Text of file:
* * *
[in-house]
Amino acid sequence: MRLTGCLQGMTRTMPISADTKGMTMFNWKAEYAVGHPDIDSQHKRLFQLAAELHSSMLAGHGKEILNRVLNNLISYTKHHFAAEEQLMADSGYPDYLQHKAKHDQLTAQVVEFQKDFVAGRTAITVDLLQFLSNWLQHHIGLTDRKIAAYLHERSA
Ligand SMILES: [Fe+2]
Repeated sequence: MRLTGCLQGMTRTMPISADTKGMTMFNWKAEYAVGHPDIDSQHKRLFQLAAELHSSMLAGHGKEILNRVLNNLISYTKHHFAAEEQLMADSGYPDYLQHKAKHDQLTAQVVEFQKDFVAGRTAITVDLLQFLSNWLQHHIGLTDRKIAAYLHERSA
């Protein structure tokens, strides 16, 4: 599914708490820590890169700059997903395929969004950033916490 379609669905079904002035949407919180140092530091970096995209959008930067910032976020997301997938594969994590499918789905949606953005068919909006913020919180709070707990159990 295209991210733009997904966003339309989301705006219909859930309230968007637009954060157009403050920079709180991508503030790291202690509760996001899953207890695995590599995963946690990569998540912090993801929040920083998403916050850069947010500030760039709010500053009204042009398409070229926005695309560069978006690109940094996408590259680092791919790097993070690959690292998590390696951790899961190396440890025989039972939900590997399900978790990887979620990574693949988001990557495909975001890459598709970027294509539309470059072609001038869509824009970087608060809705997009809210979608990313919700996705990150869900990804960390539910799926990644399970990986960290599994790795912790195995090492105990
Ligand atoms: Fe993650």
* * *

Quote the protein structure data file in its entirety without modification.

[in-house]
Amino acid sequence: MRLTGCLQGMTRTMPISADTKGMTMFNWKAEYAVGHPDIDSQHKRLFQLAAELHSSMLAGHGKEILNRVLNNLISYTKHHFAAEEQLMADSGYPDYLQHKAKHDQLTAQVVEFQKDFVAGRTAITVDLLQFLSNWLQHHIGLTDRKIAAYLHERSA
Ligand SMILES: [Fe+2]
Repeated sequence: MRLTGCLQGMTRTMPISADTKGMTMFNWKAEYAVGHPDIDSQHKRLFQLAAELHSSMLAGHGKEILNRVLNNLISYTKHHFAAEEQLMADSGYPDYLQHKAKHDQLTAQVVEFQKDFVAGRTAITVDLLQFLSNWLQHHIGLTDRKIAAYLHERSA
């Protein structure tokens, strides 16, 4: 599914708490820590890169700059997903395929969004950033916490 379609669905079904002035949407919180140092530091970096995209959008930067910032976020997301997938594969994590499918789905949606953005068919909006913020919180709070707990159990 295209991210733009997904966003339309989301705006219909859930309230968007637009954060157009403050920079709180991508503030790291202690509760996001899953207890695995590599995963946690990569998540912090993801929040920083998403916050850069947010500030760039709010500053009204042009398409070229926005695309560069978006690109940094996408590259680092791919790097993070690959690292998590390696951790899961190396440890025989039972939900590997399900978790990887979620990574693949988001990557495909975001890459598709970027294509539309470059072609001038869509824009970087608060809705997009809210979608990313919700996705990150869900990804960390539910799926990644399970990986960290599994790795912790195995090492105990
Ligand atoms: Fe993650």